Their Royal Highnesses the Prince of Wales and The Duchess of Cornwall visited one of Northern Ireland’s most famous houses and gardens today as they marked the official reopening of Mount Stewart, following an £8m restoration project by the National Trust.
The Royal couple were met on arrival by Lady Rose Lauritzen and Mr Peter Lauritzen. Lady Rose’s family has lived at Mount Stewart since the 18th century.
The welcome party also included Heather Thompson, Northern Ireland Director, National Trust and Jon Kerr, National Trust General Manager.
TRHs were invited to tour the reinvigorated house and see previously unopened rooms. They also enjoyed some of the many new items that are on display including no fewer than 11 family portraits by Sir Thomas Lawrence, PRA (1769-1830), perhaps the greatest British portrait painter of the early 19th century.
Amongst the more striking items now on display is the Congress of Vienna Desk which belonged to Viscount Castlereagh when he was British Foreign Secretary at the close of the Napoleonic Wars and is said to have been used at the signing of the Treaties of Paris and Vienna in 1814 and 1815.
TRHs took the opportunity to meet with a number of National Trust staff and volunteers who played a pivotal role in the three year restoration project.
Speaking about the historic visit, Jon Kerr, manager at Mount Stewart said: “It has been a huge privilege to welcome the Prince of Wales and Duchess of Cornwall to Mount Stewart today and the perfect way to mark the reopening of this famous house which has been restored to its former glory.
“It has taken a team of hundreds of people to bring our vision for this grand house to life including builders, joinery apprentices and expert conservators and curators. So today was a real opportunity to celebrate with some of the team.
“We also couldn’t have done it without our 200 volunteers who have helped with every aspect of the project including the restoration of fabrics and furniture. They will also play a huge role in welcoming many more visitors over the coming months and years. ”
Before departure, the Royal Couple received a gift of plants connected to the world famous gardens at Mount Stewart.
The £8million restoration project at Mount Stewart was funded by the National Trust with support from partners including the Garfield Weston, the Wolfson Foundation, the Northern Ireland Environment Agency, Royal Oak Foundation, the B H Breslauer Foundation, the Lauritzen Foundation, Friends of National Libraries, NI Museums Council and a range of individual National Trust supporters.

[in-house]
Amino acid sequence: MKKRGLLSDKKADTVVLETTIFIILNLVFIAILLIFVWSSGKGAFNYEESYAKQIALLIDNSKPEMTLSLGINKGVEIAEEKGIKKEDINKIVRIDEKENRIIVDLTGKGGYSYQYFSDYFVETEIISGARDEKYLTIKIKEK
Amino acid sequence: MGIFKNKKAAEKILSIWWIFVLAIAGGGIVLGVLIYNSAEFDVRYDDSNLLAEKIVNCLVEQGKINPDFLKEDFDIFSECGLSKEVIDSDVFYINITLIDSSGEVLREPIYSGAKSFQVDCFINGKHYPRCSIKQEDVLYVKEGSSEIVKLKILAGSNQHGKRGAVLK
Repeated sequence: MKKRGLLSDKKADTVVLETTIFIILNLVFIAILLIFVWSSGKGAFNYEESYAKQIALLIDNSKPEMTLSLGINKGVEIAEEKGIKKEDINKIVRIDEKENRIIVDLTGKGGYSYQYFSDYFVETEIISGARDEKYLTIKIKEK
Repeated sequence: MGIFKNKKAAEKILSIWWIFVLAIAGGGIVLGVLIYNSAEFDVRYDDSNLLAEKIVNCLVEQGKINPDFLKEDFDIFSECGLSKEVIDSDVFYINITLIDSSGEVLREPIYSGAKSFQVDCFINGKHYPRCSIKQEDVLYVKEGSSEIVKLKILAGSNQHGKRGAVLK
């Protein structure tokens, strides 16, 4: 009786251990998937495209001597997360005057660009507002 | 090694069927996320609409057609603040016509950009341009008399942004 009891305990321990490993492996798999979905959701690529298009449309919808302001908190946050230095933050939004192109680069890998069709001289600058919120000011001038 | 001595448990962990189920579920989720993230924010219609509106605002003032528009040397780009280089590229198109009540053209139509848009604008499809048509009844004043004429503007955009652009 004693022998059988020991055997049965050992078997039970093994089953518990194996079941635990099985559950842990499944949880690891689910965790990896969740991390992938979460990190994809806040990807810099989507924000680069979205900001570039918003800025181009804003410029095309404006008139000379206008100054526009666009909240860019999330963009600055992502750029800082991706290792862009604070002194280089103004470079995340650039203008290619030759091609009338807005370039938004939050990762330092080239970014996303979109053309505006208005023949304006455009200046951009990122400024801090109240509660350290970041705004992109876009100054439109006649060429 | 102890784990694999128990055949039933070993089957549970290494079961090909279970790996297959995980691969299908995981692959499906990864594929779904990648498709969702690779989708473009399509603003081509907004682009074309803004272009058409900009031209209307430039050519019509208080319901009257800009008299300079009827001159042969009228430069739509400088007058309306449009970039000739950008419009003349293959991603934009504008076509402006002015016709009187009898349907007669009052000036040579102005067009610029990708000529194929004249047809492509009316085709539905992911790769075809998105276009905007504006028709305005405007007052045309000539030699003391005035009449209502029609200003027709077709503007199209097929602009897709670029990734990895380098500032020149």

The property stayed open throughout the restoration so that visitors could see some of the conservation in action.
Other highlights for visitors to Mount Stewart will include:
– A selection of rooms open to view for the first time, including family and guest bedrooms. Visitors will be able to find out more about key members of the family, in particular Charles and Edith Londonderry and their daughter Mairi in the newly opened billiards room.
– A world class collection of family portraits by Sir Thomas Lawrence, recognised by many as the greatest British portrait painter of the early 19th century.
– One of Northern Ireland’s most famous paintings, Stubb’s ‘Hambletonian, Rubbing Down’ has been given a brand new frame. Hambletonian was one of the best thoroughbred racehorses of the late 18th century, having won all of his races, except one.
– A collection of beautiful table silver including ambassadorial silver used by Charles Stewart while British Ambassador in Vienna 1814-22; a set of early 19th century racing cups including three Doncaster Cups, one of which was won by the great racehorse Hambletonian.
 H&J Martin were the lead contractor on this project. H&J Martin were founded back in 1840 and the family owned company has been going strong ever since. H&J Martin have a close affinity with the conservation of historic buildings being responsible for the construction of some of Ireland’s most iconic buildings. Belfast’s City Hall, famous around the world, was built by the company along with other famous city landmarks such as the Central Library (the first free library in Belfast) and the Opera House along with many similar buildings both in Belfast and Dublin. Belfast’s Opera House became the city’s first listed building and H&J Martin has revisited the building twice in recent years, to carry out major conservation works.
H&J Martin’s Chairman Billy Martin MBE stated. “Care for historic buildings is in our blood, everyday our staff pass spectacular buildings which are part of our history as well as the history of the region. We are proud to have been involved in the restoration of Mount Stewart house and we are particularly proud that so much of the works could be carried out by local craftsmen and women, helping to demonstrate the strength of the construction industry in Northern Ireland.”